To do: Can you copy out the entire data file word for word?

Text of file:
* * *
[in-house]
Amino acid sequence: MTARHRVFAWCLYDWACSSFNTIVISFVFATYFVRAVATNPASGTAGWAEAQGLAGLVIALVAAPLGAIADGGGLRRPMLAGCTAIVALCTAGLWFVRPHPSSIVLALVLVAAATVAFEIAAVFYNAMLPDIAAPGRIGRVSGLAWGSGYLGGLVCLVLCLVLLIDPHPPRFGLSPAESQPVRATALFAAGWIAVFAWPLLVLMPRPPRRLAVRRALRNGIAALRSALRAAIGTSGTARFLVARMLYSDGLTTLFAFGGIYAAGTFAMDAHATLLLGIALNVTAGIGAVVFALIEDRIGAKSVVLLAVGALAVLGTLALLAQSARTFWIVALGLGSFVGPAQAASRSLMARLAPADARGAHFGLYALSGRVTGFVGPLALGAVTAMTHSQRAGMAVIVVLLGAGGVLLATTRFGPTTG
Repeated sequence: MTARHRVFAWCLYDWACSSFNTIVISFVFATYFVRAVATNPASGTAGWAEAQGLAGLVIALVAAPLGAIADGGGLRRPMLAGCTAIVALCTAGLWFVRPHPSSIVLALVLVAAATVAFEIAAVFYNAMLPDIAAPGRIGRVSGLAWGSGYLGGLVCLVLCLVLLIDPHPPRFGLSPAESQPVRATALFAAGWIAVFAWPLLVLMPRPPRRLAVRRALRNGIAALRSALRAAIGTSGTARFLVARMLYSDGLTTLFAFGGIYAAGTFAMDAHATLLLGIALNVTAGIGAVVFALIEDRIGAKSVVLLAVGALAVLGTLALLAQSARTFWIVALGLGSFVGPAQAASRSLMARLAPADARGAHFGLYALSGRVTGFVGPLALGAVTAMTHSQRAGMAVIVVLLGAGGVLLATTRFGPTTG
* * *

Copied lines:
[in-house]
Amino acid sequence: MTARHRVFAWCLYDWACSSFNTIVISFVFATYFVRAVATNPASGTAGWAEAQGLAGLVIALVAAPLGAIADGGGLRRPMLAGCTAIVALCTAGLWFVRPHPSSIVLALVLVAAATVAFEIAAVFYNAMLPDIAAPGRIGRVSGLAWGSGYLGGLVCLVLCLVLLIDPHPPRFGLSPAESQPVRATALFAAGWIAVFAWPLLVLMPRPPRRLAVRRALRNGIAALRSALRAAIGTSGTARFLVARMLYSDGLTTLFAFGGIYAAGTFAMDAHATLLLGIALNVTAGIGAVVFALIEDRIGAKSVVLLAVGALAVLGTLALLAQSARTFWIVALGLGSFVGPAQAASRSLMARLAPADARGAHFGLYALSGRVTGFVGPLALGAVTAMTHSQRAGMAVIVVLLGAGGVLLATTRFGPTTG
Repeated sequence: MTARHRVFAWCLYDWACSSFNTIVISFVFATYFVRAVATNPASGTAGWAEAQGLAGLVIALVAAPLGAIADGGGLRRPMLAGCTAIVALCTAGLWFVRPHPSSIVLALVLVAAATVAFEIAAVFYNAMLPDIAAPGRIGRVSGLAWGSGYLGGLVCLVLCLVLLIDPHPPRFGLSPAESQPVRATALFAAGWIAVFAWPLLVLMPRPPRRLAVRRALRNGIAALRSALRAAIGTSGTARFLVARMLYSDGLTTLFAFGGIYAAGTFAMDAHATLLLGIALNVTAGIGAVVFALIEDRIGAKSVVLLAVGALAVLGTLALLAQSARTFWIVALGLGSFVGPAQAASRSLMARLAPADARGAHFGLYALSGRVTGFVGPLALGAVTAMTHSQRAGMAVIVVLLGAGGVLLATTRFGPTTG